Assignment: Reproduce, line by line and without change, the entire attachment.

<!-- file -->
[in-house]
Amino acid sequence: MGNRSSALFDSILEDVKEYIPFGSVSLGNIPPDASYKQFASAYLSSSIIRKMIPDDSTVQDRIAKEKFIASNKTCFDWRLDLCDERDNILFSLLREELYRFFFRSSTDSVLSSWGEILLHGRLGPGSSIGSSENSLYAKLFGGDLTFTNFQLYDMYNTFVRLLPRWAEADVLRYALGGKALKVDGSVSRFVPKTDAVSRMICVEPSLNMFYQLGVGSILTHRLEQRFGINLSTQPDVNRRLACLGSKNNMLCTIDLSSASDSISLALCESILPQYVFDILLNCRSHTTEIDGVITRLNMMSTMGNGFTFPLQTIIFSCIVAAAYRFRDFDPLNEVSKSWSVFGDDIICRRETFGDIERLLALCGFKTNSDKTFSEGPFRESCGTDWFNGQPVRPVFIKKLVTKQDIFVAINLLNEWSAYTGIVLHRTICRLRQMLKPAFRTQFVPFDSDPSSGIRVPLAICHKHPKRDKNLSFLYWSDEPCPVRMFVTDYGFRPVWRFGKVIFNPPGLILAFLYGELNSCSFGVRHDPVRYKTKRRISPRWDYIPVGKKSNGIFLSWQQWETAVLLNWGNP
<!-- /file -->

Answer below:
[in-house]
Amino acid sequence: MGNRSSALFDSILEDVKEYIPFGSVSLGNIPPDASYKQFASAYLSSSIIRKMIPDDSTVQDRIAKEKFIASNKTCFDWRLDLCDERDNILFSLLREELYRFFFRSSTDSVLSSWGEILLHGRLGPGSSIGSSENSLYAKLFGGDLTFTNFQLYDMYNTFVRLLPRWAEADVLRYALGGKALKVDGSVSRFVPKTDAVSRMICVEPSLNMFYQLGVGSILTHRLEQRFGINLSTQPDVNRRLACLGSKNNMLCTIDLSSASDSISLALCESILPQYVFDILLNCRSHTTEIDGVITRLNMMSTMGNGFTFPLQTIIFSCIVAAAYRFRDFDPLNEVSKSWSVFGDDIICRRETFGDIERLLALCGFKTNSDKTFSEGPFRESCGTDWFNGQPVRPVFIKKLVTKQDIFVAINLLNEWSAYTGIVLHRTICRLRQMLKPAFRTQFVPFDSDPSSGIRVPLAICHKHPKRDKNLSFLYWSDEPCPVRMFVTDYGFRPVWRFGKVIFNPPGLILAFLYGELNSCSFGVRHDPVRYKTKRRISPRWDYIPVGKKSNGIFLSWQQWETAVLLNWGNP